This is my point -- Human beings have two natural forms of celebration. Ok, human beings have three natural forms of celebration, but on this family-oriented blog (and since I have yet to 'know' a man) we're only going to talk about two of them -- eating and giving. Seeing candy around the holiday sends a message to my brain that says, 'Hey-o! Something special is about to happen! Can-day!' And then people send me cards and I think, 'They remembered me!' And then I get gifts and treats and cards ready for other people because I want them to know that I love them and that I remembered them, and because being generous with what I have is a natural outcome of thinking about the awesome significance behind Christmas and Easter.

And on Easter I like candy and toys because they are two of the finest things in life and they make me immensely happy, which only adds to my feelings of joy that I've had the chance to participate in this wonderful plan and enjoy the bounty of mortality and the promises of eternity while being surrounded by people that I like/love. So many days aren't awesome. Christmas and Easter are like freebies. 'Advance to Go. Grab some candy on your way. Eat delicious food until you're sick. Watch your kids play intensely with their new toys all day. Retell the same family stories you tell every year. Laugh until you can't breathe.'

So, what's next? Can we not celebrate birthdays on birthdays? Should we do all the present stuff the day before, then mark the actual day with solemn remembrances and zero fun? Sorry, did I miss the part when we turned scary-Quaker? When smiles became bad? When the laughter and joy of children became a damning offense? When, when, oh, Israel? When did this happen?

Up next: My sister can only take store-bought pre-packaged goods to my niece's and nephew's schools (right, because that's a safe bet). Listen, people, I don't want to live in this kind of world.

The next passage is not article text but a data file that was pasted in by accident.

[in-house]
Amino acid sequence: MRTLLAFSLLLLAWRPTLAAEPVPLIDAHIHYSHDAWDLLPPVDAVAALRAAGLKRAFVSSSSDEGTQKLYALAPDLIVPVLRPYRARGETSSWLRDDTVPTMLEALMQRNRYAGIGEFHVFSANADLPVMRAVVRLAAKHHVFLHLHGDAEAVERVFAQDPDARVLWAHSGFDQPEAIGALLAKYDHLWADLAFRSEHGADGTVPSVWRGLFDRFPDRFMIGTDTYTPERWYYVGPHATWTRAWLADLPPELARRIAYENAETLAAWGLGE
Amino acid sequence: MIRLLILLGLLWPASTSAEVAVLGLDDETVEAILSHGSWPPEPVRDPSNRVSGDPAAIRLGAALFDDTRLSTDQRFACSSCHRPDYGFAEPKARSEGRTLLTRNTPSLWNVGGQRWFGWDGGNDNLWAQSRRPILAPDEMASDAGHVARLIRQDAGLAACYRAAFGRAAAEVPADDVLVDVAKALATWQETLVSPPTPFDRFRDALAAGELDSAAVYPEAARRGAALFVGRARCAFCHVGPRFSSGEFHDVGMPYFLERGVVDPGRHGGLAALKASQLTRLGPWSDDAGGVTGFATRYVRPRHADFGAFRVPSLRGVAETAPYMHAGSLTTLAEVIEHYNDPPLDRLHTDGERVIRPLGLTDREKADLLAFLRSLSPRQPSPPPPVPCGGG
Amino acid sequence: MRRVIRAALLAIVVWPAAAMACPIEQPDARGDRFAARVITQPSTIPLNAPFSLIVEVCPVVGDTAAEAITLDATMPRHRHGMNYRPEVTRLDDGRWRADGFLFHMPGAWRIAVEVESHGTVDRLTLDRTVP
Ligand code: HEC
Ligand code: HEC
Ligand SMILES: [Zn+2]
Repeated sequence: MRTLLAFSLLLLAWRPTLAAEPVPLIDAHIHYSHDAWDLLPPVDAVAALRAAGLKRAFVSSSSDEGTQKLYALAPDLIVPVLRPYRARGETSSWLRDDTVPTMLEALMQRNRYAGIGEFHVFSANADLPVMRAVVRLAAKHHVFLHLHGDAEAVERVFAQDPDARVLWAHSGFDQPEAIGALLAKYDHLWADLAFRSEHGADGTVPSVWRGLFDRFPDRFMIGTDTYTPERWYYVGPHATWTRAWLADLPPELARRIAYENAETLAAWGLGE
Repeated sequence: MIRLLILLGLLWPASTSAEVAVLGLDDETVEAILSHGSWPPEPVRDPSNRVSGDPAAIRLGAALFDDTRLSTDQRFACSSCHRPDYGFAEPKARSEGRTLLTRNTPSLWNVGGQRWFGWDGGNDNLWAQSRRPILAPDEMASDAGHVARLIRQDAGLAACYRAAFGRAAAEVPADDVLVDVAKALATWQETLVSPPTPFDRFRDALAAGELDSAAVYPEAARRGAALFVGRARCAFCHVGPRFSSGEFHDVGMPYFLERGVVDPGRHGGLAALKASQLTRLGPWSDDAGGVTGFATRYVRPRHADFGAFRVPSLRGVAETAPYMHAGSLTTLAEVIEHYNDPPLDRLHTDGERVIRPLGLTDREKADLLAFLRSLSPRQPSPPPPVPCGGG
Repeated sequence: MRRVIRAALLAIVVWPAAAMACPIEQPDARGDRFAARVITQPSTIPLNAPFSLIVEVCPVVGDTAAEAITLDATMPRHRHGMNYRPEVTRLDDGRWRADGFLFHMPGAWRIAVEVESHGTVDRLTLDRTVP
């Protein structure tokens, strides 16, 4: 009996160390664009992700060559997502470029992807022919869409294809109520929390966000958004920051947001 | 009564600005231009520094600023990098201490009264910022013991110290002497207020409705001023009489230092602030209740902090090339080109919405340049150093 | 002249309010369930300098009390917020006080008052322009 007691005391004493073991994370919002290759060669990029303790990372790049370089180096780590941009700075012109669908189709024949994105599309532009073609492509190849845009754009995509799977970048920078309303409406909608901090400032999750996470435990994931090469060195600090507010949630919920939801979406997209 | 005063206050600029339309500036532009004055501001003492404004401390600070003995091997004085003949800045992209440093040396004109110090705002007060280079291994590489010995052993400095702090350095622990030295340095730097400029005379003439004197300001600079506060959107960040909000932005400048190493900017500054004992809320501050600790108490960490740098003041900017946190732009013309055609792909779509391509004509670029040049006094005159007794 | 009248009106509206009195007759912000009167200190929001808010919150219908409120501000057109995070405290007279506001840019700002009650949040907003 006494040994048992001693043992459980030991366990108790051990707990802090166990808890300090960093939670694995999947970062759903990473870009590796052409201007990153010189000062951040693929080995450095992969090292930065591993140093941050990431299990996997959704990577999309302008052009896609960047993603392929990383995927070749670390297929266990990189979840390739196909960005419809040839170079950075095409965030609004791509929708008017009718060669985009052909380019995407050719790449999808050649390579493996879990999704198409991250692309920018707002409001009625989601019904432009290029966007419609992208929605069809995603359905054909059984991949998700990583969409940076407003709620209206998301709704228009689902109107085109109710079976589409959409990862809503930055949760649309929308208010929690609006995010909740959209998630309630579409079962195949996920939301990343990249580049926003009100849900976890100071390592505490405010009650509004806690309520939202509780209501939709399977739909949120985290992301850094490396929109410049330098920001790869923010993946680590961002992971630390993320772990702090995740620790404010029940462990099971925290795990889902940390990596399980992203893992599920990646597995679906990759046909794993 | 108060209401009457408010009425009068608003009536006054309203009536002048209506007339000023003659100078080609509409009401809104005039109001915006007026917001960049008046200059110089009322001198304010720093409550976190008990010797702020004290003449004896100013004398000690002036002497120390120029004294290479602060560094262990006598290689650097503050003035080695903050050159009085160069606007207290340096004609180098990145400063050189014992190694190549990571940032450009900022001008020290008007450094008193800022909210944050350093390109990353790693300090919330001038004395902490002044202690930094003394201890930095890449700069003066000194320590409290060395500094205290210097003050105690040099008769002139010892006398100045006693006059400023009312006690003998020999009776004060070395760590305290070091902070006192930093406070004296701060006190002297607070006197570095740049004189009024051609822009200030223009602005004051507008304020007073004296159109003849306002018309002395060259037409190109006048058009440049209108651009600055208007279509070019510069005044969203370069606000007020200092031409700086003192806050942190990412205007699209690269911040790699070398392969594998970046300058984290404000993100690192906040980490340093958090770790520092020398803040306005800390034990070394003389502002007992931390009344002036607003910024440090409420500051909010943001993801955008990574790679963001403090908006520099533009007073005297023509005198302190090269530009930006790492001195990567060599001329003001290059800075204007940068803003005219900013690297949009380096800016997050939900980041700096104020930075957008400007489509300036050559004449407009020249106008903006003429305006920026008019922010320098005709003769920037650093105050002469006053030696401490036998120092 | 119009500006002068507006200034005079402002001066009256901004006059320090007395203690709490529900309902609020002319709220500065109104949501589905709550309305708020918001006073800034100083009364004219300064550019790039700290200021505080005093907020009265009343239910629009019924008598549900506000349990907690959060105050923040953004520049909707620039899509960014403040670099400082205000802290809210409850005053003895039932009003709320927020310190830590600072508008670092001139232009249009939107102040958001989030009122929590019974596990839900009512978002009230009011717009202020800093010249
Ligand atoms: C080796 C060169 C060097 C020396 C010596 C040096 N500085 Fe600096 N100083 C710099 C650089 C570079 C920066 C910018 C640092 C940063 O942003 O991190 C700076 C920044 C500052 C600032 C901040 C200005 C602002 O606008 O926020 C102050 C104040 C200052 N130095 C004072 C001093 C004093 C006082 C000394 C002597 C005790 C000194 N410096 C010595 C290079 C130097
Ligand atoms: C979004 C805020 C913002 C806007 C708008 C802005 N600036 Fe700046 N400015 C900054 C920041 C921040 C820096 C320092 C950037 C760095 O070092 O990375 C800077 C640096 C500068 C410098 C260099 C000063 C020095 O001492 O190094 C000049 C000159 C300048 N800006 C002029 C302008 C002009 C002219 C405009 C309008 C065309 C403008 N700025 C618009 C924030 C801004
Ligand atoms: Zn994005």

Sunday, April 4, 2010

:::No Really, How About Orange?:::

See, mother? If the Lord thought this color was good enough for a tulip, then it's perfectly acceptable as a nail color.

Edit: Have a bright and happy Easter!

Saturday, April 3, 2010


While I was running some errands at Union Station this afternoon I saw a poster advertising the grand opening of a store called Accessorize. Have you heard of this store? Oh, baby. Oh, baby!!! I have such a weakness for low-end accessory stores and discount jewelery, but finding something decent usually takes a good rummage through a lot of tacky and ugly pieces. But, oh baby, that's not the case at Accessorize.

I have no words for how amazingly wonderful this store is. Let's just feast our eyes on some of inventory.

{I went home with that gold knot necklace on the right.}

{And when I go back I will be doing some serious damage in this section.}


Bad news for you though, this is currently the only location in the entire US of A. But, apparently there are a million locations everywhere else in the world. It was really funny to see a never ending stream of elated foreigners telling the sales girls how happy they were that there was finally an Accessorize in the US.

I had to snap a covert picture of this beautiful girl who was part of a large group of effortlessly stylish and elegant French teenagers. What is she, 17? Double sigh. How do they do it?